College

Wisch: With Football Focus, NU Neglecting Hoops Arena

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Northwestern coach Chris Collins. (Getty Images)

Northwestern coach Chris Collins. (Getty Images)

Dave Wischnowsky Dave Wischnowsky
Raised in Bourbonnais, educated at the University of Illinois and bred...
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By Dave Wischnowsky –

(CBS) The 76th edition of the men’s basketball NCAA Tournament begins today, and for the 76th straight year, the Northwestern Wildcats will honor the event in the only way they know how.

By following it from home.

As the only major conference school in America to never reach the Big Dance, Northwestern exists in a realm that perhaps only Cubs fans can understand, and even they know what the postseason feels like.

Like the Cubs, Northwestern also plays in an aging venue that’s in need of work. But unlike Wrigley Field – which is slated for a massive overhaul (eventually) – Welsh-Ryan Arena in Evanston isn’t due to get any more than a touch-up in the foreseeable future. However, if Northwestern really wants to become a perennial player in the Big Ten basketball race – and even the occasional qualifier for the NCAA Tournament – it needs to do more for its home court.

Much more.

Last week, Northwestern announced that it’s embarking upon a record-setting $3.75 billion fundraising campaign, of which much of the cash is earmarked for the construction of new buildings, including an athletics and recreation complex along Lake Michigan that’s expected to cost more than $220 million.

The facility, scheduled to open in 2015, has been called a “game-changer” by Northwestern football coach Pat Fitzgerald, who believes it will help boost his program by offering the opportunity to impress recruits with Chicago skyline views while also providing the current players with a new dining hall, film rooms and practice fields.

Last fall on national signing day, Fitzgerald said of the complex: “A lot of other universities have made the decision just to do the stadium. We’ve put the priority on student-athletes with a 365-day facility. We already have everything we need to win, but now we’ll be able to compete facility-wise with anyone in the country.”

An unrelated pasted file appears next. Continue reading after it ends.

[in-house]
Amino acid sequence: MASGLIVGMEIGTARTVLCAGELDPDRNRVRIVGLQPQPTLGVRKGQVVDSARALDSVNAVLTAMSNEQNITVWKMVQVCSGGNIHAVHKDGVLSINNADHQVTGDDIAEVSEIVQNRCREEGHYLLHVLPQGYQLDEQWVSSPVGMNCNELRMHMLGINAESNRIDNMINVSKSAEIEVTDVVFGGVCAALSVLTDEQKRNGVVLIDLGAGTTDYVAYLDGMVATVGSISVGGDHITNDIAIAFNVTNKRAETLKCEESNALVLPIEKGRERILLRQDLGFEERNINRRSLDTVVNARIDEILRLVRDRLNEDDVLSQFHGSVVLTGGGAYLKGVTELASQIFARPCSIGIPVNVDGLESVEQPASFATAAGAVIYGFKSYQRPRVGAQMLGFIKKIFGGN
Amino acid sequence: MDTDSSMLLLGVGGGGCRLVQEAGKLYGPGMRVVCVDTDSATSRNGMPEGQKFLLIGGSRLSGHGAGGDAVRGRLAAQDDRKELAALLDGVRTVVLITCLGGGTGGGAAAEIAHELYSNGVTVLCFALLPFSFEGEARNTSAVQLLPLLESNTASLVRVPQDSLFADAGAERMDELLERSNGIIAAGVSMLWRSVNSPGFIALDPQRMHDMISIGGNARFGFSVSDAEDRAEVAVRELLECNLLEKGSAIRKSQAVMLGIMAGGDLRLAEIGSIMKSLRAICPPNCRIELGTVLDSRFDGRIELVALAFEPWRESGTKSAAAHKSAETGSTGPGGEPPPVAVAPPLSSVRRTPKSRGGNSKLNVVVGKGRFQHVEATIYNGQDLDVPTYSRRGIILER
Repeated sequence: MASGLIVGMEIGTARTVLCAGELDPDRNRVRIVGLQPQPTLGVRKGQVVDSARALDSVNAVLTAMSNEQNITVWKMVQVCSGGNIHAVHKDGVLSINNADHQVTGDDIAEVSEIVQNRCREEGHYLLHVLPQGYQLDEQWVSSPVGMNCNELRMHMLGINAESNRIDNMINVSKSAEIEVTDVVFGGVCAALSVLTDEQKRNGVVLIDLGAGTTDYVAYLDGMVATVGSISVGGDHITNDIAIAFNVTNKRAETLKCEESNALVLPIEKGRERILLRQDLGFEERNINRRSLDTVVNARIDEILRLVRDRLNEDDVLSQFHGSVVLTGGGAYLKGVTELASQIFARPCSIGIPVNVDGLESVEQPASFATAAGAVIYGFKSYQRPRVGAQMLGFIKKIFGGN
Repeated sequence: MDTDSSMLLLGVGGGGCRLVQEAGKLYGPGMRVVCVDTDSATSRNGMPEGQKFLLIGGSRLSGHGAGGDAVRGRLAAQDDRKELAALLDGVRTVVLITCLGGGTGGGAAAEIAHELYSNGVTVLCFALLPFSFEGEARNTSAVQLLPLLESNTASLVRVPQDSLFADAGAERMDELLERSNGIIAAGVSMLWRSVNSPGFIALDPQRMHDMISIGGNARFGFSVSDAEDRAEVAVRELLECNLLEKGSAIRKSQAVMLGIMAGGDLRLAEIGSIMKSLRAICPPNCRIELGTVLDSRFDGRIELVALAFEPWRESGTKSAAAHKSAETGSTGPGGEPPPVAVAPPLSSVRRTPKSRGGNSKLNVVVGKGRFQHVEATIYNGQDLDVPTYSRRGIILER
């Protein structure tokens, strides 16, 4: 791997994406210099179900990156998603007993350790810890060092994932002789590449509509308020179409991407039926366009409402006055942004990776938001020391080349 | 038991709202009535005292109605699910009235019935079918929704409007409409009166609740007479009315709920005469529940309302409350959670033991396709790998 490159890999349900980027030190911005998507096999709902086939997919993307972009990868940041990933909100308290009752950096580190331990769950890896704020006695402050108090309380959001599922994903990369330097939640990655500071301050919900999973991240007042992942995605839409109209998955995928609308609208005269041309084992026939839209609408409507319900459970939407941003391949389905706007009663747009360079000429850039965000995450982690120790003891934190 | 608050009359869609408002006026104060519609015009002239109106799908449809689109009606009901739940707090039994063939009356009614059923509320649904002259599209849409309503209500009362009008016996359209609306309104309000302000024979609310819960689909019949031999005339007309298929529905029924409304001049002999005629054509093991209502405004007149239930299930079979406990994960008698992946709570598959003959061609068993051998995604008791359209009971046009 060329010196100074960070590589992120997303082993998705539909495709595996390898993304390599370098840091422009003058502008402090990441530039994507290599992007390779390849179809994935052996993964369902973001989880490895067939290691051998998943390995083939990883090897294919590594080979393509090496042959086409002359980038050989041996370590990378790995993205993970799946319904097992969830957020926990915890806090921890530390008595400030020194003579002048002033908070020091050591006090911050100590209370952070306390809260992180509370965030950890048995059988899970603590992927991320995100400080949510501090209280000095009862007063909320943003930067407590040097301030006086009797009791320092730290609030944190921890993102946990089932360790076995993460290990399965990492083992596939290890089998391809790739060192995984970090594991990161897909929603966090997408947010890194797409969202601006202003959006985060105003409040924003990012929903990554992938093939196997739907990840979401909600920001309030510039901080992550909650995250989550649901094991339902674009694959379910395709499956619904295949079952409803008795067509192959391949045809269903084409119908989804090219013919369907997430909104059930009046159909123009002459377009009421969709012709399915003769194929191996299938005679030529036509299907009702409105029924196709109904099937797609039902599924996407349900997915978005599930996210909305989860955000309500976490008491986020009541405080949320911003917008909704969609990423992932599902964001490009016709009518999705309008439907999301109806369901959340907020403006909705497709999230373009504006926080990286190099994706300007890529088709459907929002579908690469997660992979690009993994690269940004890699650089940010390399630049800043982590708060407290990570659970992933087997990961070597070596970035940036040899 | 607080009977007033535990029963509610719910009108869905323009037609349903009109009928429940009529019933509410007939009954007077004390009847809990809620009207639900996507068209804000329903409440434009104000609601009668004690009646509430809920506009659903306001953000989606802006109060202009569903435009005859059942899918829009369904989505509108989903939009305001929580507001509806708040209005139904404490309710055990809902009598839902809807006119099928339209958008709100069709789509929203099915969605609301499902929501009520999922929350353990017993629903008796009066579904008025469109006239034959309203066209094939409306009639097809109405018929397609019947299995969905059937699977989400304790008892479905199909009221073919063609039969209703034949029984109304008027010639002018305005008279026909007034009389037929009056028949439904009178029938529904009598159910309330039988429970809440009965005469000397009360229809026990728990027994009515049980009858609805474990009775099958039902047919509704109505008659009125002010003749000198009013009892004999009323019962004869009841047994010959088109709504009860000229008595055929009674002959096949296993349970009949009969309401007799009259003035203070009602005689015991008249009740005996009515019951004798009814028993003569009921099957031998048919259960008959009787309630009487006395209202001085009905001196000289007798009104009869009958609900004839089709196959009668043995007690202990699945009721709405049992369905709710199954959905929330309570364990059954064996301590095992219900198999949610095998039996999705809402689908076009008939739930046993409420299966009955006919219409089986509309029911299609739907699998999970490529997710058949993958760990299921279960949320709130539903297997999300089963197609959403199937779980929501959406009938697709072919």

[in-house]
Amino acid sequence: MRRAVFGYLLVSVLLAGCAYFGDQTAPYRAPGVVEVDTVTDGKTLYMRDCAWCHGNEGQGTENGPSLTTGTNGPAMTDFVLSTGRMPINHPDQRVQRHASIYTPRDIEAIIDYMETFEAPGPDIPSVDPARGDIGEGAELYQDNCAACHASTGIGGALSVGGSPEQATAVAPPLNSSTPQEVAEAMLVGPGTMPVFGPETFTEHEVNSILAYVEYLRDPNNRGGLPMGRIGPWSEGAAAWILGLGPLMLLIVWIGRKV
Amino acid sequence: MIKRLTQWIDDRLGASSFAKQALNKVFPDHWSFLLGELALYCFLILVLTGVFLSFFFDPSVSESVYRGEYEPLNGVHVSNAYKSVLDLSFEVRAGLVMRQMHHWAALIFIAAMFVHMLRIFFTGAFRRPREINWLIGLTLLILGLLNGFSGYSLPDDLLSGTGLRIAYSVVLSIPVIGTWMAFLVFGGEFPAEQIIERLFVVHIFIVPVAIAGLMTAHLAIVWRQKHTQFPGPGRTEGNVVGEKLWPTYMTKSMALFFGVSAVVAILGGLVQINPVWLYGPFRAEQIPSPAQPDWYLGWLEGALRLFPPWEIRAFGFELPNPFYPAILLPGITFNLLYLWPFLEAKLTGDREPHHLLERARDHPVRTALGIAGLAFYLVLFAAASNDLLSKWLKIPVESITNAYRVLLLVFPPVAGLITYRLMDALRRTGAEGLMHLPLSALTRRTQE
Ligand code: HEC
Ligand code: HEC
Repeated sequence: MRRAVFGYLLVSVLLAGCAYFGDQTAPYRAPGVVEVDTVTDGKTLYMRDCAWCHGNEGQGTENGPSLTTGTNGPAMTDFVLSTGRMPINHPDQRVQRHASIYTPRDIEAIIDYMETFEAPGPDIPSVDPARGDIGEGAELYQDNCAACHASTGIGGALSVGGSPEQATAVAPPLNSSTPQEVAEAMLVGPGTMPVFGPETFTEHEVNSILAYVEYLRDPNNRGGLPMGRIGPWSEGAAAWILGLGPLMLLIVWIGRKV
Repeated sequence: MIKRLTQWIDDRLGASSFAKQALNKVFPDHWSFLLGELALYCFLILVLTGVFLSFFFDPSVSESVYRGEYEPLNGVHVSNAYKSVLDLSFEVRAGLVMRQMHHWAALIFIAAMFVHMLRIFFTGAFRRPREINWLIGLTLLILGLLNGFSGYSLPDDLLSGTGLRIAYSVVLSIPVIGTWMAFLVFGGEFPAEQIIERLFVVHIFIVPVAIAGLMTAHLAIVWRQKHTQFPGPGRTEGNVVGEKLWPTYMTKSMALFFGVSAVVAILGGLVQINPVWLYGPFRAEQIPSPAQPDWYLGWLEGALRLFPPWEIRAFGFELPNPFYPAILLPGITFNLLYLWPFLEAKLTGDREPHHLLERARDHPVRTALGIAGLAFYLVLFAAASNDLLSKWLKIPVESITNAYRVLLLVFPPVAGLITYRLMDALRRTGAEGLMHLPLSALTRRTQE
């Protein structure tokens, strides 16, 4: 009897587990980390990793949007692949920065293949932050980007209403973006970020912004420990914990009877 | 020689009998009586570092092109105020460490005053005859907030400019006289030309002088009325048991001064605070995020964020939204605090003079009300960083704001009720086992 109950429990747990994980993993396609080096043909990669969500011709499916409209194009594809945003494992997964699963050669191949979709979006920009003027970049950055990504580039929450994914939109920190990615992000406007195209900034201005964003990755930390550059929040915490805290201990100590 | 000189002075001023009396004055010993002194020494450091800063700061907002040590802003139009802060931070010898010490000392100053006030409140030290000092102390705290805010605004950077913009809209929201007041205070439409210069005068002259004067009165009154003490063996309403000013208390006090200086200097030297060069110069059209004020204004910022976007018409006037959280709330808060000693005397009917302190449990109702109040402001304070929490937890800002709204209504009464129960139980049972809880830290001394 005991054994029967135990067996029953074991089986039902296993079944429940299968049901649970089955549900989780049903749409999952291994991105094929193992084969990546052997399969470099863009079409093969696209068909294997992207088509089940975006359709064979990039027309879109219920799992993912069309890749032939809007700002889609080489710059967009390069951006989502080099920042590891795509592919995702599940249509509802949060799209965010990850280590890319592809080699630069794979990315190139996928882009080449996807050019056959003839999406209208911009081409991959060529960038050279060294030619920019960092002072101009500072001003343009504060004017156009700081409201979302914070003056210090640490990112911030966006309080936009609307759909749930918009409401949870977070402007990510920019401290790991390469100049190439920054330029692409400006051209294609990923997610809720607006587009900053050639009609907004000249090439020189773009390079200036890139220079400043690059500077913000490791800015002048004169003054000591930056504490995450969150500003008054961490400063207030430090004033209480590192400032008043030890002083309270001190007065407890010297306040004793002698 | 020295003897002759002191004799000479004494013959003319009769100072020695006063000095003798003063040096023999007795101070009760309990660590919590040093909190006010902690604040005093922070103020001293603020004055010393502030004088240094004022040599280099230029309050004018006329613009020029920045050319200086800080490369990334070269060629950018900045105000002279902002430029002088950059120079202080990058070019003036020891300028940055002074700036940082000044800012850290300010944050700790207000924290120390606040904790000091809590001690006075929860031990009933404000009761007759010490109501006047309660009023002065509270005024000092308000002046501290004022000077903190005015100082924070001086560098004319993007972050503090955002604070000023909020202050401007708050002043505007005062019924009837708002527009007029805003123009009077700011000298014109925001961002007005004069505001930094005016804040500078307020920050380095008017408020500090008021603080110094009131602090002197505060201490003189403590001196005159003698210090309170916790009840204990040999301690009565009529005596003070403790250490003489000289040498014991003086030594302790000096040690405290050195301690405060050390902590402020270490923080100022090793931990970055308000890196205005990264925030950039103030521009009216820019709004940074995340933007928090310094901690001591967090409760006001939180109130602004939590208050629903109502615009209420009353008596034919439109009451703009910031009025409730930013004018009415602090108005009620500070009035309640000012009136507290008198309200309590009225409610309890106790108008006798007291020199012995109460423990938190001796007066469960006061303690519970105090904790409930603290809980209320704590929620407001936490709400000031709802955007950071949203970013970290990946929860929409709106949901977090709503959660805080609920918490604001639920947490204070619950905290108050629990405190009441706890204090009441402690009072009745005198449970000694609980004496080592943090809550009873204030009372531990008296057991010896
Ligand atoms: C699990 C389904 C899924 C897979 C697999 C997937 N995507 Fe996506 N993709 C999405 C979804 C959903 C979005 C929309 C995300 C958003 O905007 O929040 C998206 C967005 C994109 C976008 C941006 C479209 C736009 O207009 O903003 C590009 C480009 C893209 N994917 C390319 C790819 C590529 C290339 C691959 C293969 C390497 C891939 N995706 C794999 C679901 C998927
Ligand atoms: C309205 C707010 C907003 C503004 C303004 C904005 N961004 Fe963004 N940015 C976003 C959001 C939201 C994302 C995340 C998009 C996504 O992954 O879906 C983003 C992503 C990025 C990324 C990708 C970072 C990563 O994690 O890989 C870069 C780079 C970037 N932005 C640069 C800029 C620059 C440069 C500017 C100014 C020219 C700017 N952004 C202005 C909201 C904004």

That’s great for Wildcats football. But when it comes to Northwestern’s moribund basketball program – which just completed a 14-19 season and is in need of help even more than the pigskin product – I guess the university has made the decision to not even do the stadium.

Not significantly, at least.

Last November, the Chicago Tribune did report that during this offseason, Northwestern has plans to replace the much-mocked purple-stained court at Welsh-Ryan and will also install a new video scoreboard to replace the arena’s woefully outdated model. The school also will put purple-cushioned chair-backs in place of the bench seating on the side of the court behind the benches.

For an arena as cramped, outdated and unattractive as Welsh-Ryan, however, those measures amount to little more than putting lipstick on a game of P-I-G.

According to the Tribune, Welsh-Ryan has largely been neglected by the school since a $6.75 million renovation way back in 1984, when Northwestern coach Chris Collins’ dad, Doug, was drawing up plays for a Chicago Bulls rookie named Michael Jordan. The newspaper reported that beyond the impending touch-ups for Welsh-Ryan, there are no current plans to renovate the concourse, bathrooms and concessions, all of which fall below the quality you’ll find at many high schools along the North Shore.

For a Big Ten basketball program, doing so little just doesn’t cut it. Especially not when a school like Nebraska just unveiled a new arena, while in-state rival Illinois has begun work on a $165 million renovation of the State Farm Center.

Northwestern also hasn’t enhanced its football facilities since 1997, when it spent $30 million to renovate Ryan Field and build an indoor practice facility nearby. And once the new athletics and recreation complex is built along the lakefront, it will allow Northwestern to turn the old indoor football facility into a practice center for basketball – if it decides to make the investment.

A year ago, Northwestern made a smart investment in hiring Collins and his Duke pedigree as head coach after finally cutting the cord with Bill Carmody following 13 lackluster seasons in Evanston. But there’s little sense in investing in Northwestern upgrading its basketball coach if it isn’t interested in also upgrading its basketball facilities, which should involve looking into constructing a new arena.

Northwestern has nicknamed its $3.75 billion fundraising campaign “We Will.”

But with none of that money clearly targeted for Collins’ program, the drive is more “Will We?” when it comes to Wildcats hoops.

Follow Dave on Twitter @wischlist and read more of his columns here.

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